Below is an activity written by Amy Alsup, a Ph.D. student at the University of Minnesota.  The activity utilizes a clip from The Wire to teach about crime and deviance.

Turf WarThe Wire: Season 2, Episode 8 “Duck & Cover” (10 minutes 13 seconds)

Location: YouTube: (

Scene Description:

“At the Towers, Bodie organizes his crew to arrive at the disputed corner at 7 a.m., in order to beat their rivals to the spot. They bring guns and bats and when the other dealer finally shows, he threatens Bodie: “You gon’ see me in your sleep.” The other gang leaves, but Bodie knows they’ll be back.”


This scene illustrates a turf war that occurs between two rival gangs in Baltimore.  Members of the Barksdale crew, featured at the beginning of the scene, find rival gang members dealing drugs on the block that they normally occupy.  After a brief confrontation, a gunfight ensues.  A shot is fired through the window of an apartment building, where a mother finds her son dead on his bedroom floor.  Stringer Bell, who is running operations while gang leader Avon Barksdale is in jail, is angered by the carelessness of his crew and orders Bodie to take a time-out.  Bodie and his crew dispose of the guns by dumping them in the water.

This clip could be used to discuss crime, police surveillance, drug wars, gangs and general difficulties and hardships of life in impoverished communities.  The rival gang scene could be shown to introduce the politics of the underground drug economy.  It would provide an excellent introduction to a lecture, discussion or active learning exercise about social conditions which lead to criminal activity and the consequences of crime on the wider community.

Active Learning Exercise Idea:

Begin class with a brief lecture on theories of crime and deviance and social conditions in impoverished communities that lead to criminal activity.  Show the clip and have students break up into small groups to discuss what actions they would take to improve conditions in this community.

Ask students to (1) identify and list five problems in the Baltimore community (ie: drug dealing, gun violence, poverty, dangerous conditions for children, etc).  (2) Discuss 5 ways in which these problems could be prevented.

Then, have the full class congregate once again.  Have one representative from each group write the problematic conditions in the community on the board and then return to their seats.  Go through the list of problematic conditions in the community.  Ask students:

  • Are these personal troubles or sociological issues?  (For students who are unfamiliar with C. Wright Mills, this can be rephrased as: “Are these problems in the community psychological?  social?  local?  global?”)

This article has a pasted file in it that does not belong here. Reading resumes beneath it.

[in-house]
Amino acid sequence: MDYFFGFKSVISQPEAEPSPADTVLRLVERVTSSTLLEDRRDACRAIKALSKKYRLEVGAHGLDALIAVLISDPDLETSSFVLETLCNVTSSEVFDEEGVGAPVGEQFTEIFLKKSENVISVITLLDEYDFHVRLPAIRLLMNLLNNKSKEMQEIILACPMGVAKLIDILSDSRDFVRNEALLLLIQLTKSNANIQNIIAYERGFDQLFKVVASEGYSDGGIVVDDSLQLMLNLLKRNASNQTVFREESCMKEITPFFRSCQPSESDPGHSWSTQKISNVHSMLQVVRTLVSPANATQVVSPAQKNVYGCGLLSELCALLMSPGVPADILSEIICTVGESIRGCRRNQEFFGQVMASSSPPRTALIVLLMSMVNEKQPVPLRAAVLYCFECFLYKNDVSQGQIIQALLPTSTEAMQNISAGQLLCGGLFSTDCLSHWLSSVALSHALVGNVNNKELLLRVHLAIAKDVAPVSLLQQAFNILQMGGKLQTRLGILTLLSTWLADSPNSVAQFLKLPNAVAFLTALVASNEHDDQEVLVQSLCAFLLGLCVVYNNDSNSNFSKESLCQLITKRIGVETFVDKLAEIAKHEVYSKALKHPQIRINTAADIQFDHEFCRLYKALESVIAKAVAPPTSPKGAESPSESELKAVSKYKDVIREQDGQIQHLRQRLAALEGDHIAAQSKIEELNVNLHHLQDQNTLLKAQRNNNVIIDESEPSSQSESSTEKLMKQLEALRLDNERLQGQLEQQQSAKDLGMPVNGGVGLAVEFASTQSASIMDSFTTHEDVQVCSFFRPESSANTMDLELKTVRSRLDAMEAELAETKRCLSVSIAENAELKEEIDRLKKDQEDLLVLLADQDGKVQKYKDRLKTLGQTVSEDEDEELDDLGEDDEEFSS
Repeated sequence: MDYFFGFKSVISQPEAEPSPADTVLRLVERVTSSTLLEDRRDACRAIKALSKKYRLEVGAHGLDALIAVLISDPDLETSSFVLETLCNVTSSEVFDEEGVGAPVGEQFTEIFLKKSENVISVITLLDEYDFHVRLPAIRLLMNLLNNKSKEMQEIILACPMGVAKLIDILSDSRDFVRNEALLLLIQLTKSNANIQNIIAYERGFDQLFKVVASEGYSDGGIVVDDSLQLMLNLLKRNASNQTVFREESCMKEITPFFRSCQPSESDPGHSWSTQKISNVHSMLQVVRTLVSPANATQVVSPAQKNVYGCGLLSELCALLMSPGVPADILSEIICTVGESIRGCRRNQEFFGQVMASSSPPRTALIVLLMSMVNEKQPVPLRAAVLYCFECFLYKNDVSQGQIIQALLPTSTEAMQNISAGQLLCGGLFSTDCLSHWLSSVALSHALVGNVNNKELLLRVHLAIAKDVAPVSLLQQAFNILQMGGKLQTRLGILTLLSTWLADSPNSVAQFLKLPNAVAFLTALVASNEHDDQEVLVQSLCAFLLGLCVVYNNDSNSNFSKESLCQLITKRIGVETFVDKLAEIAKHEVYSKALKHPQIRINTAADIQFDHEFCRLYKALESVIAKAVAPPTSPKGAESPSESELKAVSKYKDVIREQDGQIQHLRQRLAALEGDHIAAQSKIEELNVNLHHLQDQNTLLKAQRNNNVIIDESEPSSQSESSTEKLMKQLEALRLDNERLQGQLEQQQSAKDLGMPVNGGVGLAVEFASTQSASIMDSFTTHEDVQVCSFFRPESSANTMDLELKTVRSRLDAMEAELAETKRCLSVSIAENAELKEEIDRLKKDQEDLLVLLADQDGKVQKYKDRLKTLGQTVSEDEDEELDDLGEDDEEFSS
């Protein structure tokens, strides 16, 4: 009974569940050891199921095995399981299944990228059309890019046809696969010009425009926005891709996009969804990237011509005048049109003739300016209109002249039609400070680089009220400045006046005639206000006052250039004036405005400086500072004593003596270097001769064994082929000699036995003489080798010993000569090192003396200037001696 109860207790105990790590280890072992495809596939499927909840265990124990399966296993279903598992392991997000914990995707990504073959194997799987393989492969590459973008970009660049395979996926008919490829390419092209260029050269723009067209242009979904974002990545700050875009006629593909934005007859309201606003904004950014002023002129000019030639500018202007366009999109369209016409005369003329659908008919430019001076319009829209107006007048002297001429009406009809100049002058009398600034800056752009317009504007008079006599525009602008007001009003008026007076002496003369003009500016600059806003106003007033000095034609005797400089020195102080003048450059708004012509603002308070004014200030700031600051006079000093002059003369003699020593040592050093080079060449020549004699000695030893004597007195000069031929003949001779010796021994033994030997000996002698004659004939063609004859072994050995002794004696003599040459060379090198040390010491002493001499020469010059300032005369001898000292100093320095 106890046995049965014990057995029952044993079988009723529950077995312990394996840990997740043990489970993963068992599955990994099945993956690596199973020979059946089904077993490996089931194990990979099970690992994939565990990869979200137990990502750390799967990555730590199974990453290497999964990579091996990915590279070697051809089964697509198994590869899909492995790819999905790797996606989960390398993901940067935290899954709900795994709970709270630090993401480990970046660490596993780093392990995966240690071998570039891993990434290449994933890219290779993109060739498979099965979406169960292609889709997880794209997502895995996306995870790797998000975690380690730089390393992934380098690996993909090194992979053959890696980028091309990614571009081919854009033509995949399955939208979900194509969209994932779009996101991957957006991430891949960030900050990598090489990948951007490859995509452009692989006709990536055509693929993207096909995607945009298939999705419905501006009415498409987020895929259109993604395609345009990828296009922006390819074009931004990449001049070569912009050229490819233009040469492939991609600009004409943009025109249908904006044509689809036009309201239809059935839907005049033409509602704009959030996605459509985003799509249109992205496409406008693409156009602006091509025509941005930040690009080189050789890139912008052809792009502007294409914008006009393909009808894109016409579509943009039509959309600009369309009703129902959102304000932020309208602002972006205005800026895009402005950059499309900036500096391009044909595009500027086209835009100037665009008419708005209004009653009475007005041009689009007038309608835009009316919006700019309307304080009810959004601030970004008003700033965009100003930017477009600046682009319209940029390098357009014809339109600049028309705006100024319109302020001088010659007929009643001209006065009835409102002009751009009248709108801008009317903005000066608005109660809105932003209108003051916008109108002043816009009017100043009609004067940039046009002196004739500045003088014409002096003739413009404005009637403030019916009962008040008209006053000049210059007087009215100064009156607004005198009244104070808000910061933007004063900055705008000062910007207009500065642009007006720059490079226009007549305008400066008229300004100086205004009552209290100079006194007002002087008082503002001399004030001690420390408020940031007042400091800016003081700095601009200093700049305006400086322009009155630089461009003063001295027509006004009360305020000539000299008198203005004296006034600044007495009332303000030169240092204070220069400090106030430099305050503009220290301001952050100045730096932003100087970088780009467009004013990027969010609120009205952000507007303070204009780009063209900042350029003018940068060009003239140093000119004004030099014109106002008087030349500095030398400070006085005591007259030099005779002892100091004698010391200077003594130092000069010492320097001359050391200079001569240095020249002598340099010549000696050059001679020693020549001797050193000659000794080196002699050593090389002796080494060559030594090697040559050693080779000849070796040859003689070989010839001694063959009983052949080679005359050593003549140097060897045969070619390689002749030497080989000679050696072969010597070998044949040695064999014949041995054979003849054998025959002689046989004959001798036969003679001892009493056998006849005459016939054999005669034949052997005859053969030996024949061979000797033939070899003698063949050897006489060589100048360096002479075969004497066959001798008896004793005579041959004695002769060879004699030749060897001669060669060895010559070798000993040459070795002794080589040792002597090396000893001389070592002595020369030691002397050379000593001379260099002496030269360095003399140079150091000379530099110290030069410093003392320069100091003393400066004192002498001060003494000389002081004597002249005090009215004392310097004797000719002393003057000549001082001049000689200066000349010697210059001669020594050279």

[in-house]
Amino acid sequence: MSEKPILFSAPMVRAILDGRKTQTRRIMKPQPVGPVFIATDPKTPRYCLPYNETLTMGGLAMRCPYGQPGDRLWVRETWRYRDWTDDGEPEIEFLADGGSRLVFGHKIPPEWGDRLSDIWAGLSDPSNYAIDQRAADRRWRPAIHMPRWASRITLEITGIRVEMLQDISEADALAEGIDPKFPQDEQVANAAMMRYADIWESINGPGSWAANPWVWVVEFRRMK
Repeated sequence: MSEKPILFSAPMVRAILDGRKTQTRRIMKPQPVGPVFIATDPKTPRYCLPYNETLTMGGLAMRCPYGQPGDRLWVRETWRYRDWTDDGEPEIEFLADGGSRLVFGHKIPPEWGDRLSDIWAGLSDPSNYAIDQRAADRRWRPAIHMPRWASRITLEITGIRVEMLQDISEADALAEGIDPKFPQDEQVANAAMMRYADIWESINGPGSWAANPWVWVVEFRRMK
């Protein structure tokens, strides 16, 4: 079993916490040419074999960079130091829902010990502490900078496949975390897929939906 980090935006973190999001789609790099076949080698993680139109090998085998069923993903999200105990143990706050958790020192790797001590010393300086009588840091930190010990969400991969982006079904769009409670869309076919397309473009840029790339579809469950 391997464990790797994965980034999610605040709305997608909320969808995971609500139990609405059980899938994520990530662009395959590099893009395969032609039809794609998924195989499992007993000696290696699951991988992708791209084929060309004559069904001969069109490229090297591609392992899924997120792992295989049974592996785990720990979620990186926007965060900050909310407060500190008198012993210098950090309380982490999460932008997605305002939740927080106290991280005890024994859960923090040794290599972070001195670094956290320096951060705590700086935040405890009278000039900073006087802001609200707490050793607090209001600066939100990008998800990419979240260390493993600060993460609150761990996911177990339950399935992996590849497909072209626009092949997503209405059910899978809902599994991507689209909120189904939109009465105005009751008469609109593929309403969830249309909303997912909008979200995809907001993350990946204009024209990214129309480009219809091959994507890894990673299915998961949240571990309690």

• What caused these problematic conditions in the community?  Do you think problems arise due to cultural factors, social inequalities, or individual decisions?  Why?

Then, ask students to identify the solutions they provided.  Challenge students to use theories about crime and deviance to rationalize their choices.


The following post was provided to us by Margaret Austin Smith.  Thanks, Margaret! :)

“I actually liked this book,” reports J. walking in to our second class meeting, his copy ofGang Leader for a Day in hand. His classmates agreed. They’d gobbled it up overnight and were full of thoughts about Sudhir Venkatesh and the folks in the community of theRobert Taylor Homes where he studied. Our first reading of the term, Venkatesh’s book presents a novel-esque account of the relationship between gang and community in a public housing building in Chicago. As a graduate student in Sociology, he set out to study race and poverty with a survey: “How does it feel to be poor and Black?” A.) Good B.) Somewhat Good C.) Bad D.) Very Bad. In the words of economist Stephen Leavitt(Freakonomics), he found out the real answer was E.) F— you!

As Venkatesh tells it, his first visit to the Robert Taylor home leaves him stranded in a stairwell over night, held hostage by gang footmen who think he’s an infiltrator from a rival “Mexican”  gang. Only when the gang leader, JT, arrives and finds the grungy grad student non-threatening is he allowed to leave. Venkatesh goes home, grabs a nap, and heads back later that day.

Why does he go back? He could have died! What was he thinking? Why did they let him go? The one sweet young man who raises his hand to say: Shouldn’t it be illegal for him to put himself in that much danger? His classmates chewed him up for that one. But my students are demanding answers, and perhaps if I could sing, I would tell them that Jay-Z has already addressed the same question: “I’m a hustler baby, I just want you to know…”

JT–the leader with whom Venkatesh briefly switches places to become the eponymous gang leader for a day–becomes Venkatesh’s point of entry into the community. Heading up a branch of a local institution-like gang, JT is a college-educated, former scholar athlete with a head like an Excel spreadsheet for keeping accounts that can’t be recorded on paper. My students – like Venkatesh – identify with him, sympathize with him even when they tried to resist doing so. Like Venkatesh, they are sheepish and hurt when we read about JT engaging in some of the more violent duties of his job: auditing (with his fists) residents whose economic activities are not properly authorized by the gang; marketing gang life to 14-year old boys with rolls of cash for them to spend and then pay back at elephantine interest rates (functionally making them indentured servants of the gang).